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Second, talking about the potential impact of a story with others can lead you to question the obvious, question the premise most reporters would start with. Here’s what happened when we discussed the potential impact of a story about bridges in need of repair:
“Our problem was…One in 10 bridges in Michigan were falling apart. So…bad infrastructure. And, like, we first started thinking…well, the obvious impact is…better, safer bridges. Fix the bridges. But then we were, like, wait a minute. Maybe the solution isn’t (new bridges). Maybe we don’t actually need this bridge. Maybe we need something else. Maybe if there are too many cars, and people want bike paths…We just don’t know. So we sort of paused and went ‘we don’t have the context. And so let’s figure out a way to…instead of trying to decide on what the impact is, maybe the impact is…having the community have a say in that.’ So our solution was to take what data was available about the status of the bridge and go to the local community for some of them…Start talking to those communities and say: How do you use the bridge? How do you feel about this bridge falling apart? And what would you rather have here? Do you want the big bridge fixed? Do you want a bike path? Do you want something else?…But my hope in it was: Instead of just telling the people what to think, let’s try to be a bridge for the community to say ‘this is what we want this thing to be.’”
Why is a bridge the only answer? Maybe it IS the answer, but we don’t really know until we ask.
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Critically, one journalist also reminded us of the unintentional impact of crime reporting:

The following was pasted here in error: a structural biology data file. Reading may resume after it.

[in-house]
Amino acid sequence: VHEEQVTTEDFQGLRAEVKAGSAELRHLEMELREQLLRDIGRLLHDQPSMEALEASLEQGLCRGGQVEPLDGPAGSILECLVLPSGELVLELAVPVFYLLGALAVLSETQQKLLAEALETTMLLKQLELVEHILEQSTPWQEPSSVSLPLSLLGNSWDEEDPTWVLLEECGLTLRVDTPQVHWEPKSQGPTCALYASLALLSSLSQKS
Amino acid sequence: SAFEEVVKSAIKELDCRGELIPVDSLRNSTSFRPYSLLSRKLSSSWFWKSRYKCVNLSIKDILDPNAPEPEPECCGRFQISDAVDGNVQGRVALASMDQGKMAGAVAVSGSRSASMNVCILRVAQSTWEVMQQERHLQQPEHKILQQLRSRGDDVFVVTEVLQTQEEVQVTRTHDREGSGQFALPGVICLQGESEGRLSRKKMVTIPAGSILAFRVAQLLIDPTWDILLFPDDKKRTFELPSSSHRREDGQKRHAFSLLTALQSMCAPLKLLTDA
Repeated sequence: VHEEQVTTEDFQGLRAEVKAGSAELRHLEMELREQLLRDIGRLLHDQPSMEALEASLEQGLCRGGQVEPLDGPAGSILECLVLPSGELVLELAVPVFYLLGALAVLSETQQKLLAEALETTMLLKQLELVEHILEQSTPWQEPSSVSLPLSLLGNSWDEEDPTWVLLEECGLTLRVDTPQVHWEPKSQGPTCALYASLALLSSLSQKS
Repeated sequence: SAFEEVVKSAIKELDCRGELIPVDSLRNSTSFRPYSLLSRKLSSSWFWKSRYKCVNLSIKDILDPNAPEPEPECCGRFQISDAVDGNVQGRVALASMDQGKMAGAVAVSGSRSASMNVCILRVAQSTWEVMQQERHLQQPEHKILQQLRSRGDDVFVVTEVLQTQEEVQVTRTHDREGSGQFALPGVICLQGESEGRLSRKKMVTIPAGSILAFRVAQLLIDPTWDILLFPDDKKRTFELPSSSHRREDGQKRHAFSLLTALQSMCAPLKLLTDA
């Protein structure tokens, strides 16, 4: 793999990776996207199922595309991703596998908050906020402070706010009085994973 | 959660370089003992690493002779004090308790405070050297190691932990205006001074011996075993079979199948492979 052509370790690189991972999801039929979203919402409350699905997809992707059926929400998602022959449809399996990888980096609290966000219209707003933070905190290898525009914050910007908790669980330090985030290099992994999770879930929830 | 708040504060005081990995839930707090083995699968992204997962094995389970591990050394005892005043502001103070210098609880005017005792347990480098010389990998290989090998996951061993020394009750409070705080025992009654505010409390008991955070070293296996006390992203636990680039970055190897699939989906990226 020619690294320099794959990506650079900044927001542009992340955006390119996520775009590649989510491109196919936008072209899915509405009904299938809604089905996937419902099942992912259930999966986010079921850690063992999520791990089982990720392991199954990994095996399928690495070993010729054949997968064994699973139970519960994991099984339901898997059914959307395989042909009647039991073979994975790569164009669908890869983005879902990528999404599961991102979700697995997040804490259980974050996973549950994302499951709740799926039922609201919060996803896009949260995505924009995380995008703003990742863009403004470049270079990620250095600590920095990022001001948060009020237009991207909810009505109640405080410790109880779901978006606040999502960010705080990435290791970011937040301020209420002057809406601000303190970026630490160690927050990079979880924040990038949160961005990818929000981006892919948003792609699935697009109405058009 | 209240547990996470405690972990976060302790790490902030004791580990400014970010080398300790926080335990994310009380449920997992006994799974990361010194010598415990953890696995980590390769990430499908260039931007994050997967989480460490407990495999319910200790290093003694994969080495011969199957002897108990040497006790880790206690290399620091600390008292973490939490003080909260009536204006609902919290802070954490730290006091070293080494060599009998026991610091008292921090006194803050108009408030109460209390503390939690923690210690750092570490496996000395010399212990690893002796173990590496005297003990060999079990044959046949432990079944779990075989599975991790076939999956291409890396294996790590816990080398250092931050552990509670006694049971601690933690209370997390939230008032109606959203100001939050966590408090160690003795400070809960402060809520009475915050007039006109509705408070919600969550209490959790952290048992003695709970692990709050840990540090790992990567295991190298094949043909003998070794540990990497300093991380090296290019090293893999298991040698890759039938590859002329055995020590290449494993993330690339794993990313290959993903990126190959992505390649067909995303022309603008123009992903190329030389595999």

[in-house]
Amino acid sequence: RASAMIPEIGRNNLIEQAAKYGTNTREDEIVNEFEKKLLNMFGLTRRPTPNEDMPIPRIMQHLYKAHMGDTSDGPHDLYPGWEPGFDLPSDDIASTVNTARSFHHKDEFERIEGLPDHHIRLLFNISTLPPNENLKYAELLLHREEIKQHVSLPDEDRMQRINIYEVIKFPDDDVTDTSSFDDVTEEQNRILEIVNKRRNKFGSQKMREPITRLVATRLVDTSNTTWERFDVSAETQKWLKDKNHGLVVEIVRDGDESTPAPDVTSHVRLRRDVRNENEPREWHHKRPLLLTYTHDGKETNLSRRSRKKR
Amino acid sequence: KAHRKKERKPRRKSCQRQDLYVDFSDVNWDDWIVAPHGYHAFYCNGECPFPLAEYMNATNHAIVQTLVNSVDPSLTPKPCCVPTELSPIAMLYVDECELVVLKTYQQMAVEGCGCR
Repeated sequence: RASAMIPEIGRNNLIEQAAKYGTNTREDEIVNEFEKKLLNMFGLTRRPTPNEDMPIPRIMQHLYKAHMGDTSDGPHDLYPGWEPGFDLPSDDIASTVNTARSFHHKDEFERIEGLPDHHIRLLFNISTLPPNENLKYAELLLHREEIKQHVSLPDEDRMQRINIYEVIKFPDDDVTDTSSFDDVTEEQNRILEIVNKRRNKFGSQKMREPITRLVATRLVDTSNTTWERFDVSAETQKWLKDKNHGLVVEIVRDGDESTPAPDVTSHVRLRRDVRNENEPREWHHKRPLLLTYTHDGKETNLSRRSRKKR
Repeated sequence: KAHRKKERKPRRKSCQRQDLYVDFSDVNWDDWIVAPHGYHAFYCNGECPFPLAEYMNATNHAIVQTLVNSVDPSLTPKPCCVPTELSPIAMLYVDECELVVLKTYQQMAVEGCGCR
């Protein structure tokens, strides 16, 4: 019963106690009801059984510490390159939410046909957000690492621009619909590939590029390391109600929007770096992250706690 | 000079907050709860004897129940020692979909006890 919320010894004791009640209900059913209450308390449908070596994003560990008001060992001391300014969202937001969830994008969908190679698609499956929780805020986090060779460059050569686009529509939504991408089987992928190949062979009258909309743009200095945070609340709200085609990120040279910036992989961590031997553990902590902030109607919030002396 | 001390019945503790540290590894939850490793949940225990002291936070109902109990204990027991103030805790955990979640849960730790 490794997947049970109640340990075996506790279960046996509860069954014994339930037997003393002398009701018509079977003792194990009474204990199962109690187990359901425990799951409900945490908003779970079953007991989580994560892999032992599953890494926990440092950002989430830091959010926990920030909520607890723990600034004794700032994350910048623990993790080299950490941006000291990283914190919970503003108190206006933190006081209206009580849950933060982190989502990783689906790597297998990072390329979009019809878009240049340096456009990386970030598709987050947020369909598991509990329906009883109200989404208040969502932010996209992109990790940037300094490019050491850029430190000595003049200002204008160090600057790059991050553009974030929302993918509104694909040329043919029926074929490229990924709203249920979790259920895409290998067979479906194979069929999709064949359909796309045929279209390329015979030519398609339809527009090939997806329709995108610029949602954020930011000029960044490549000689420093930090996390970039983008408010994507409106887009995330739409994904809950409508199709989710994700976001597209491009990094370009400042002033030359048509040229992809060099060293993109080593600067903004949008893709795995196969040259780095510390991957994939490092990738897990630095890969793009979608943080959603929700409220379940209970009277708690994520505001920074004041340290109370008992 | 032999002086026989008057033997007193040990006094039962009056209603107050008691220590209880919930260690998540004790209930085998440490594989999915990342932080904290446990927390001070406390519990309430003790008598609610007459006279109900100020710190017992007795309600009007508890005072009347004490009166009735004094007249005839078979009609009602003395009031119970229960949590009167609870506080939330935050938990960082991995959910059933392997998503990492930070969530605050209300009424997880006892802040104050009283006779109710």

“I think it’s just as important for us to think about that, as it is to think about intentional impact, particularly when it comes to crime stories, that can so often perpetuate stereotypes and perceptions. And I’ve been talking to a lot of community members in Oakland, California, who have told me that I avoid the news these days, because it disempowers me. It’s just about attacks on my community. And that’s the sort of impact that that sort of coverage often has on local communities.”
We’ve published the full slides from the “Designing for Impact” workshop, with sketches of every group’s intended process and comments about the red line between journalism and advocacy, here.
Kai and I would love to try this experiment again with different types of journalists. Would reporters make the same things? Would engagement journalists? Would people who have never been journalists approach this the same way or instead map out a different reporting process entirely?
Side note: I’ve discovered these two things to be true in my career, too. When I set publishing and byline goals, I falter. My message is discordant. When I instead set a goal of inspiring more journalists to consider impact in their work, my own process changes, I’m open to other strategies, I question the obvious, reach more people and end up learning far more from the great work we do together.
In this edition of impact stories, here are just some of this year’s Online Journalism Award finalists leading to change already:
- “Driver’s Notebooks Exposed Argentina’s Greatest Corruption Scandal Ever: 10 Years and Millions of Cash Bribes in Bags,” by La Nacion
- “Parkland: Unprepared and Overwhelmed,” by the South Florida Sun Sentinel
- “Case Cleared: How Rape Goes Unpunished in America,” by Newsy, ProPublica, Reveal from The Center for Investigative Reporting and PRX
- “Investigating the NRA,” by The New Yorker and The Trace
Winners will be announced Sept. 14 in New Orleans at the Online News Association’s annual conference.
This story was originally published by the USC Annenberg Norman Lear Center’s Media Impact Project on September 6, 2019, and is republished here with permission.